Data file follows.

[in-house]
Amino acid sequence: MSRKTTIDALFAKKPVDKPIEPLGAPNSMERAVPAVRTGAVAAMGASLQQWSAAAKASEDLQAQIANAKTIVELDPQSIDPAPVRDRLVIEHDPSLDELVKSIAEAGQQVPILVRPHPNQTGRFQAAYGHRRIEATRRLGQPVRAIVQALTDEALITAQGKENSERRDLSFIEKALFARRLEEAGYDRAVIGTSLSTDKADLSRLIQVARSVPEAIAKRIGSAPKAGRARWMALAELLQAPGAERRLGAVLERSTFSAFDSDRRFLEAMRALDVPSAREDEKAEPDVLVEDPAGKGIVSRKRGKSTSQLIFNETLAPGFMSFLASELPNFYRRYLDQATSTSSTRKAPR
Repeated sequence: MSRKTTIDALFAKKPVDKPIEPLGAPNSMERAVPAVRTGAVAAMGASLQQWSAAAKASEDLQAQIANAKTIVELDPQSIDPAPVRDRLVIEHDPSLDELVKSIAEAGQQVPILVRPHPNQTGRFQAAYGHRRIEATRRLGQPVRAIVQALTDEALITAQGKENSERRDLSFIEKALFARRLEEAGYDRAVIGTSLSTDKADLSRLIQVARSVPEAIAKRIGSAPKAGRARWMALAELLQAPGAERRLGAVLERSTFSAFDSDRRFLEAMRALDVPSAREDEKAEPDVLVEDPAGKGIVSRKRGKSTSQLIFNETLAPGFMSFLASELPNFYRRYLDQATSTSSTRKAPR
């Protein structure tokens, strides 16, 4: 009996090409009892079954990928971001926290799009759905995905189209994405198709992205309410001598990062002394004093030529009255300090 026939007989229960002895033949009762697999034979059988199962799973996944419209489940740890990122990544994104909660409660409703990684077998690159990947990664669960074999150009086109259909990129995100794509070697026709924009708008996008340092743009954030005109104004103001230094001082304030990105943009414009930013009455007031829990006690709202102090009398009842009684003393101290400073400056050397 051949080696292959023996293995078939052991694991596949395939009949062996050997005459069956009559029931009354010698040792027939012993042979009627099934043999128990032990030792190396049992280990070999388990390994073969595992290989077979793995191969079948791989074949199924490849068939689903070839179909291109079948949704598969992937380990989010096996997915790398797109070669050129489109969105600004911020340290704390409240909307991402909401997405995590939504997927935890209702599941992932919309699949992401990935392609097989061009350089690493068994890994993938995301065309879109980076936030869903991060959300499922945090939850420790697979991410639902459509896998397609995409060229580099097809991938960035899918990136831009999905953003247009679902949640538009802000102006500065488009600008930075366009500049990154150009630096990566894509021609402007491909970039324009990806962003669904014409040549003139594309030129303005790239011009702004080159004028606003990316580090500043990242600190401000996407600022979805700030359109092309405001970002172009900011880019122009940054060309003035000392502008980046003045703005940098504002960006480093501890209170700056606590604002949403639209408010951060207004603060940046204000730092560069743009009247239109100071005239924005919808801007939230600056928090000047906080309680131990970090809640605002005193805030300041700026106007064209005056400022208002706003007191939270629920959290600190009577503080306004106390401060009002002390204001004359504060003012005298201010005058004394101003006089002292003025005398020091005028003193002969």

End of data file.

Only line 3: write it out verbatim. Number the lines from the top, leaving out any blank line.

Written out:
Repeated sequence: MSRKTTIDALFAKKPVDKPIEPLGAPNSMERAVPAVRTGAVAAMGASLQQWSAAAKASEDLQAQIANAKTIVELDPQSIDPAPVRDRLVIEHDPSLDELVKSIAEAGQQVPILVRPHPNQTGRFQAAYGHRRIEATRRLGQPVRAIVQALTDEALITAQGKENSERRDLSFIEKALFARRLEEAGYDRAVIGTSLSTDKADLSRLIQVARSVPEAIAKRIGSAPKAGRARWMALAELLQAPGAERRLGAVLERSTFSAFDSDRRFLEAMRALDVPSAREDEKAEPDVLVEDPAGKGIVSRKRGKSTSQLIFNETLAPGFMSFLASELPNFYRRYLDQATSTSSTRKAPR